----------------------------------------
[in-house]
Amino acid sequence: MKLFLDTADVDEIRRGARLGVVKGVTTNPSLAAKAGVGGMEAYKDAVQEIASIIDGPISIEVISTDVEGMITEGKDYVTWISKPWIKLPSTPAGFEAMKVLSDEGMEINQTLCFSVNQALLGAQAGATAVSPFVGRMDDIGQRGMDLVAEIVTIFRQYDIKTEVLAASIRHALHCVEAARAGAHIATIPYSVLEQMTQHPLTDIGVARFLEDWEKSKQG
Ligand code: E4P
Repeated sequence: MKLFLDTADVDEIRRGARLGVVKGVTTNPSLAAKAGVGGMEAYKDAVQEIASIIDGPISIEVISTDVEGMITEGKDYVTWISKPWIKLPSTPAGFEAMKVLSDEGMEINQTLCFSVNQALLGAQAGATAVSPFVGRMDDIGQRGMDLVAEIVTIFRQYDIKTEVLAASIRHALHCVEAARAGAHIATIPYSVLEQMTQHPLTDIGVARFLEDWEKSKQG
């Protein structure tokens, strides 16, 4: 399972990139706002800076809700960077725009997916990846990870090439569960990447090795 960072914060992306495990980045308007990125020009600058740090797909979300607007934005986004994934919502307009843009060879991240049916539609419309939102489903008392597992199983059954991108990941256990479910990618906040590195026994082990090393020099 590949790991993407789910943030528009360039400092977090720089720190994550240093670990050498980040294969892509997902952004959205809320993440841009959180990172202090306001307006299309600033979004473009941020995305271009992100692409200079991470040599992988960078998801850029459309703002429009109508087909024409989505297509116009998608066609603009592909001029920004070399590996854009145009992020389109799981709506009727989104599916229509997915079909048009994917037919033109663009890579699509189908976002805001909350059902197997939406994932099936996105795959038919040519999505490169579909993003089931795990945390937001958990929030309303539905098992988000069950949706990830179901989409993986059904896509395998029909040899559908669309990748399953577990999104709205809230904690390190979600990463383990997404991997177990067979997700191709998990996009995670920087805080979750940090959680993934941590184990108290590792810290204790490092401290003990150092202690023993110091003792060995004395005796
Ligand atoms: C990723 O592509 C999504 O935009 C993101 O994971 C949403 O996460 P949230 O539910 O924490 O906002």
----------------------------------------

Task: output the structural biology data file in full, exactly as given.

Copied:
[in-house]
Amino acid sequence: MKLFLDTADVDEIRRGARLGVVKGVTTNPSLAAKAGVGGMEAYKDAVQEIASIIDGPISIEVISTDVEGMITEGKDYVTWISKPWIKLPSTPAGFEAMKVLSDEGMEINQTLCFSVNQALLGAQAGATAVSPFVGRMDDIGQRGMDLVAEIVTIFRQYDIKTEVLAASIRHALHCVEAARAGAHIATIPYSVLEQMTQHPLTDIGVARFLEDWEKSKQG
Ligand code: E4P
Repeated sequence: MKLFLDTADVDEIRRGARLGVVKGVTTNPSLAAKAGVGGMEAYKDAVQEIASIIDGPISIEVISTDVEGMITEGKDYVTWISKPWIKLPSTPAGFEAMKVLSDEGMEINQTLCFSVNQALLGAQAGATAVSPFVGRMDDIGQRGMDLVAEIVTIFRQYDIKTEVLAASIRHALHCVEAARAGAHIATIPYSVLEQMTQHPLTDIGVARFLEDWEKSKQG
């Protein structure tokens, strides 16, 4: 399972990139706002800076809700960077725009997916990846990870090439569960990447090795 960072914060992306495990980045308007990125020009600058740090797909979300607007934005986004994934919502307009843009060879991240049916539609419309939102489903008392597992199983059954991108990941256990479910990618906040590195026994082990090393020099 590949790991993407789910943030528009360039400092977090720089720190994550240093670990050498980040294969892509997902952004959205809320993440841009959180990172202090306001307006299309600033979004473009941020995305271009992100692409200079991470040599992988960078998801850029459309703002429009109508087909024409989505297509116009998608066609603009592909001029920004070399590996854009145009992020389109799981709506009727989104599916229509997915079909048009994917037919033109663009890579699509189908976002805001909350059902197997939406994932099936996105795959038919040519999505490169579909993003089931795990945390937001958990929030309303539905098992988000069950949706990830179901989409993986059904896509395998029909040899559908669309990748399953577990999104709205809230904690390190979600990463383990997404991997177990067979997700191709998990996009995670920087805080979750940090959680993934941590184990108290590792810290204790490092401290003990150092202690023993110091003792060995004395005796
Ligand atoms: C990723 O592509 C999504 O935009 C993101 O994971 C949403 O996460 P949230 O539910 O924490 O906002």